is over-treated and over-intensified in those over 65 years, increasing the risk of severe hypoglycemia and hospitalization.17,18 Indeed, a large randomized trial of patients with an average age of 62 years showed that intensive treatment to target HbA1c levels < 6.0% resulted in increased mortality and no reduction in major cardiovascular events.19 Both the ADA and American Geriatric Society recommend that glycemic targets in the elderly need to be individualized based on their functional and cognitive status and life expectancy, with a focus on minimizing the complications of hypoglycemia as well as hyperglycemia and maximizing day-to-day functionality.20 While metformin is considered the first-line of pharmacotherapy, the rapid increase in the number of new therapies makes the choice of a second and third T2DM medication more difficult. Clinicians need to understand the comparative evidence of newer treatment choices to help guide clinical decision making.21 Metformin remains the initial drug of choice because of its antihyperglycemic efficacy, low risk of hypoglycemia, modest weight loss, low cost, and possible benefits on cardiovascular outcomes. In addition to reducing cardiovascular risk, patients should also be advised to stop smoking and adopt healthy lifestyle habits, and, if indicated, be prescribed antihypertensive therapy, statins, and antiplatelet therapy. If the initial HbA1c target is not reached after three months, one of six treatment options should be considered: a sulfonylurea, thiazolidinedione (TZD), DPP-4 inhibitor, SGLT-2 inhibitor, GLP-1RA, or basal insulin. If, after another three months of dual therapy, HbA1c targets are still not reached, a third drug may be added. At that point, the addition of a third oral agent may enhance treatment efficacy, but the third drug will likely be less efficacious than if it were given as first-line or second-line therapy.14 Unfortunately, most clinicians and patients prefer to continue with oral agents before deciding to add an injectable basal insulin or GLP-1RA to reach the glycemic target.8 Although sulfonylureas and TZDs have been routinely used in T2DM, they are associated with hypoglycemia and weight gain. DDP-4 inhibitors, on the other hand, are weight neutral and have a low risk of hypoglycemia. A new class of medications, the gliflozins (SGLT-2 inhibitors), have shown efficacy in the treatment of type 2 diabetes with positive clinical outcomes of significant decrease in HbA1c and weight, without significant increases in hypoglycemia.22 This is an especially attractive profile since hypoglycemia and excessive weight gain are a major barrier to intensive glycemic control for many patients with T2DM. The mechanism of action for this class of agents is inhibition of the sodium-glucose transport protein (SGLT-1 or SGLT-2), located in the proximal convoluted tubule of the kidney, which increases glucose excretion and thereby improves glycemic control in those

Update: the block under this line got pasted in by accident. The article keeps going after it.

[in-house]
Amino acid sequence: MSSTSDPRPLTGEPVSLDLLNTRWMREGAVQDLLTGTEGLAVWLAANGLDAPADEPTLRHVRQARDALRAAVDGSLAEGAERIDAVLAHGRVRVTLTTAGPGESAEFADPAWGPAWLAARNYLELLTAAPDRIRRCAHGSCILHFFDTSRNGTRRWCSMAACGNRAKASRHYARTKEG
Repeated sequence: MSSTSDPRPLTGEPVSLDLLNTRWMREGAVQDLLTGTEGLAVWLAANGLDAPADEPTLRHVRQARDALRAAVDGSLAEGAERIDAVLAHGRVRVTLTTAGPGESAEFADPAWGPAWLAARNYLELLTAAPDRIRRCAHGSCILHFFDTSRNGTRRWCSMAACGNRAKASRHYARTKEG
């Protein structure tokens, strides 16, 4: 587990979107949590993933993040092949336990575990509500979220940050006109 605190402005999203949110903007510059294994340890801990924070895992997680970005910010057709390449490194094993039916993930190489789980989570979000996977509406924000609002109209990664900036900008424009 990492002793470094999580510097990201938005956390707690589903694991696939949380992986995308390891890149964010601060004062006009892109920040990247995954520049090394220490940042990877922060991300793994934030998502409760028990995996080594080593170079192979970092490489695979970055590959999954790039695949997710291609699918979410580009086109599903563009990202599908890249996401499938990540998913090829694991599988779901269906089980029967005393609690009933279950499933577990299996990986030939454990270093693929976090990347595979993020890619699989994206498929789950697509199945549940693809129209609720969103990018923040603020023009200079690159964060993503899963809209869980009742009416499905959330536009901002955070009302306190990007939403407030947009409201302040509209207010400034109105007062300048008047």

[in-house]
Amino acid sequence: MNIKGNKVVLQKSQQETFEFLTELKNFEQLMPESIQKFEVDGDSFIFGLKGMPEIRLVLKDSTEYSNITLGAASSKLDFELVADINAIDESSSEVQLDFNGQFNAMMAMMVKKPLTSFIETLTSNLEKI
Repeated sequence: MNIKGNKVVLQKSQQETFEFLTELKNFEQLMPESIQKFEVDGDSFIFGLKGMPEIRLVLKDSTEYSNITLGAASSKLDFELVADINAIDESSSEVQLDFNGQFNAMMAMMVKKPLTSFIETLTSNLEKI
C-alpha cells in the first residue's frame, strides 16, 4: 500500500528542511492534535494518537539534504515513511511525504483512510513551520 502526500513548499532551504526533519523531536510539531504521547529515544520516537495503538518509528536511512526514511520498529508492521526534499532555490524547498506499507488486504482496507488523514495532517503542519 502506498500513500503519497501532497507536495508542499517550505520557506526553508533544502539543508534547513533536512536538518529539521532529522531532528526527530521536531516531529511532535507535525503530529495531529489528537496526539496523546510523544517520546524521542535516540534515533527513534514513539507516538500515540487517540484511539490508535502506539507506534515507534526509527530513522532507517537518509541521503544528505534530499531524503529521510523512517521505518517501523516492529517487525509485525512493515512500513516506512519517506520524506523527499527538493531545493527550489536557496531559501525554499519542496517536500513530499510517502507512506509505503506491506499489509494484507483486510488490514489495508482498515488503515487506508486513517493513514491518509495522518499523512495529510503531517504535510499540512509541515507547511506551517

with diabetes.22 In 2013-2014, the FDA approved three oral SGLT-2 inhibitor agents to be used as monotherapy or in combination with other anti-hyperglycemic drugs to manage T2DM: empagliflozin, canagliflozin, and dapagliflozin.22 Ertugliflozin was FDA approved in December of 2017 and sotagliflozin (a dual SGLT1 and SGLT2 inhibitor) is in phase 3 trials.22 Another new class of agents, the GLP-1 RAs, potentiate the effects of endogenous GLP1, an incretin hormone that is secreted following a meal bolus. Effects of GLP-1 RA include stimulation of insulin secretion and inhibition of glucagon release when hyperglycemia is present, delay of gastric emptying, reduction of food intake with associated weight loss, and reduction of fasting and postprandial glucose.23 Five subcutaneous injectable formulations are available (lixisenatide, liraglutide, exenatide, dulaglutide, albiglutide) with variable dosing, efficacy, and tolerability.23 Three GLP-1 RAs formulations (exenatide, albiglutide, dulaglutide) are available for once-weekly dosing.23 Semaglutide as a once-weekly injection was approved at the end of 2017, and a novel oral formulation, is in the later stages of the FDA approval process.23 In addition to their glucose-lowering effects, results from recent cardiovascular outcome trials (CVOTs) have indicated that two SGLT2 inhibitors (canagliflozin and empagliflozin) and two GLP-1 RAs (liraglutide and semaglutide) may be beneficial in decreasing cardiovascular risk in patients with T2DM and heart disease.24 Clinical practice guidelines and algorithms from ADA/EASD and AACE/ACE reflect the latest evidence-based data, incorporating the latest agents, results from CVOTs, emphasizing the need for individualizing treatment therapies, and focusing on patient-centered care.13,14 However, these guidelines have differences in their specific